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US Dollar: More Potential in Risk Trends and Rates than You May Expect

US Dollar: More Potential in Risk Trends and Rates than You May Expect

2011-03-05 04:25:00
John Kicklighter, Chief Currency Strategist
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US_Dollar_More_Potential_in_Risk_Trends_and_Rates_than_You_May_Expect_body_Picture_4.png, US Dollar: More Potential in Risk Trends and Rates than You May Expect

US Dollar: More Potential in Risk Trends and Rates than You May Expect

Fundamental Forecast for the US Dollar: Bearish

Nothing seems to be going the dollar’s way. The deficit continues to balloon, evidence of a robust economic recovery is taking too long to materialize, the global interest rate outlook is quickly outpacing the Fed and risk appetite trends remain stubbornly buoyant. Yet, these considerations have different levels of influence over the FX market. What’s more, a few of these meaningful drivers may actually be close to filling in a fundamental void for the greenback that in turn provides the right kind of argument for buying into a drastically oversold security. Ultimately, the question is not ‘if’ the dollar will recover lost ground but rather ‘when.’ In the week ahead, we need to keep to keep a close eye on the standard measures for any investment: risk and return.

When it comes to valuing a currency, the potential for returns can be measured in either capital gains or yield income. And, this strength generally originates in economic health. In the recovery rankings, the US may not be showing the most aggressive revival; but its progress is steady and starting to show roots in the critical areas of the economy. Point-in-case was this past week’s data. The ISM factory activity report advanced to a six-year high while the service sector equivalent hit a five year high. More importantly, net private payrolls advanced to 220,000 positions (the second biggest increase in five years) and the unemployment rate has dropped to a 20-month low 8.9 percent. And while the participation rate is still at a record low and wage growth did slow on an annual basis, the underemployment rate showed a meaningful improvement (to 15.9 percent), suggesting that labor growth is genuinely improving.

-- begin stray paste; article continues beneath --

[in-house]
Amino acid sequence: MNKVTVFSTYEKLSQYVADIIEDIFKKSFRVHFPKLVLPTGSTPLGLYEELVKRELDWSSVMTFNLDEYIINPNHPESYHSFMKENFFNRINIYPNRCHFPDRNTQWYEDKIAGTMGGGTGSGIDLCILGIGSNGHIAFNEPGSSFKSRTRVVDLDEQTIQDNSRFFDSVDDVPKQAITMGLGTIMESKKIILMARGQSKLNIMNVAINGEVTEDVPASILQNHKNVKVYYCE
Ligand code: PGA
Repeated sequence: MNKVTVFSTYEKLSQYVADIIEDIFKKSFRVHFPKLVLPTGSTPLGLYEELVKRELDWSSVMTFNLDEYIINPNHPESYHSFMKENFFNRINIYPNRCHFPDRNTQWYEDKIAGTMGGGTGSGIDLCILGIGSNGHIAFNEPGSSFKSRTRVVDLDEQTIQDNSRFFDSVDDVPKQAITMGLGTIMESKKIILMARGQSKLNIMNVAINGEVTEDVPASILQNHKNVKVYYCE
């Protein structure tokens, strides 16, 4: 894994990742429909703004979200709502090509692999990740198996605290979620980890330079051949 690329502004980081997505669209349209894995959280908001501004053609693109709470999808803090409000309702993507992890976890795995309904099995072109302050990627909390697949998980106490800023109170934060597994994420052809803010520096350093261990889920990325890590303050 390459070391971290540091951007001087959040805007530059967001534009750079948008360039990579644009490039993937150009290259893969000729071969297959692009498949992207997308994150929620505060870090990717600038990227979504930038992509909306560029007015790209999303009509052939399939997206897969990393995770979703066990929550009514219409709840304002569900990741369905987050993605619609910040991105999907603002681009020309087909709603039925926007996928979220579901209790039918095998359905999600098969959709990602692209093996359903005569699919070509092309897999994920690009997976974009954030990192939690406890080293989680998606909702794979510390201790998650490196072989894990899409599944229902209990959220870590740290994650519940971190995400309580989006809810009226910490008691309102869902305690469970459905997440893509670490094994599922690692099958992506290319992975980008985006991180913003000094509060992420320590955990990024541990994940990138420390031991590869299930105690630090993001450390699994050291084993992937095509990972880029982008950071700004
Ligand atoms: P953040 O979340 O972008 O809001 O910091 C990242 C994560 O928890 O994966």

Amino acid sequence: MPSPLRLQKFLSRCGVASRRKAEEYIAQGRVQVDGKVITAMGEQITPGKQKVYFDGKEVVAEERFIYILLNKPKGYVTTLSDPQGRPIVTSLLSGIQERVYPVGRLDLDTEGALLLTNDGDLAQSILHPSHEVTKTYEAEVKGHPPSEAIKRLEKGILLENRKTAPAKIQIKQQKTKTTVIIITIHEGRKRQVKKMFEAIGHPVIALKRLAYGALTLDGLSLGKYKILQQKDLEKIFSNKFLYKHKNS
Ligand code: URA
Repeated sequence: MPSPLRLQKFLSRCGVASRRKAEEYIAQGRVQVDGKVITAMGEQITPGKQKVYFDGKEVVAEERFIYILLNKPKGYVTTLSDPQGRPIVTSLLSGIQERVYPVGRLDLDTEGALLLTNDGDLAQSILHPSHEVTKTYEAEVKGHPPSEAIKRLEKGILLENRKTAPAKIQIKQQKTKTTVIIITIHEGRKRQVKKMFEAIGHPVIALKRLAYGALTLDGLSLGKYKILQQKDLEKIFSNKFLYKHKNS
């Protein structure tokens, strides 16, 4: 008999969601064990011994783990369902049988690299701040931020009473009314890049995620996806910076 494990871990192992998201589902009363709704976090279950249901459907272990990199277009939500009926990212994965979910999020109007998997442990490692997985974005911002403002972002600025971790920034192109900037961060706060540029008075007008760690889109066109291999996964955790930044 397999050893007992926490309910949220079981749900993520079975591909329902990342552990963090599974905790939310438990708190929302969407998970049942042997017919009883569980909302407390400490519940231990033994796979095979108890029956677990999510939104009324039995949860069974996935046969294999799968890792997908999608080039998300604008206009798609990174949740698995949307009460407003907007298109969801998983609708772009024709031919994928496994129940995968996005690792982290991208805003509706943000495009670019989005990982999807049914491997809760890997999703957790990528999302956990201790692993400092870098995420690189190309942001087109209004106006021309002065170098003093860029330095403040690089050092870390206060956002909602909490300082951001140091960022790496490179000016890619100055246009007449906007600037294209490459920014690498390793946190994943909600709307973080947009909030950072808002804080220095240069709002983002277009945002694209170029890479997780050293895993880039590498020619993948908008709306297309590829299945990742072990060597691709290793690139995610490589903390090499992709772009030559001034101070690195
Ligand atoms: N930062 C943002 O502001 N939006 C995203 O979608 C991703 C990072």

Yet, when it comes to price action, a slow and steady recovery is not what the markets immediately react to. Instead, speculation is what carries immediate trends and volatility. On that front, the dollar is still struggling. The ECB last week raised the stakes further when President Trichet suggested the group was ready to hike as soon as the April meeting. What’s more, expectations are still exceptionally high for the pound’s benchmark rate and the BoE is scheduled to meet on Thursday. There is little doubt that these two central banks are further ahead of the curve than the Fed is. On the other hand, the market has made sure to fully price in that belief. And, in the effort to boost these European banks, the dollar has been put under greater pressure a laggard. Yet, the possible end for the US expansionary policy program may be in sight. Already, debate has emerged over whether the QE2 program will be ended abruptly, it could be cut short, when we can mark the end of that program and the beginning of the stimulus withdrawal. Speculation on these developments begin very earlier; so it is worth watching Fed chatter this week and also keep a tentative eye on competitive rate potential (the BoE decision).

The more immediate and chronic potential catalyst for the dollar is the bearing on group risk appetite trends. The ECB hawkish turn was a well timed buffer to the ongoing turmoil in the Middle East. That said, the fundamental pressure doesn’t look like it will let up anytime soon. What’s more, the upcoming EU summit could sabotage the region that is now considered the foundation for yield-expectations. We have seen a number of fundamental concerns develop in the background; but the hazard has been ignored in favor of squeezing whatever return is left in an already mature capital market trend. Eventually confidence will give; and it will be sentiment that cannibalizes itself.

How far do you think the dollar will rally? Discuss the dollar’s future in the DailyFX Forum.

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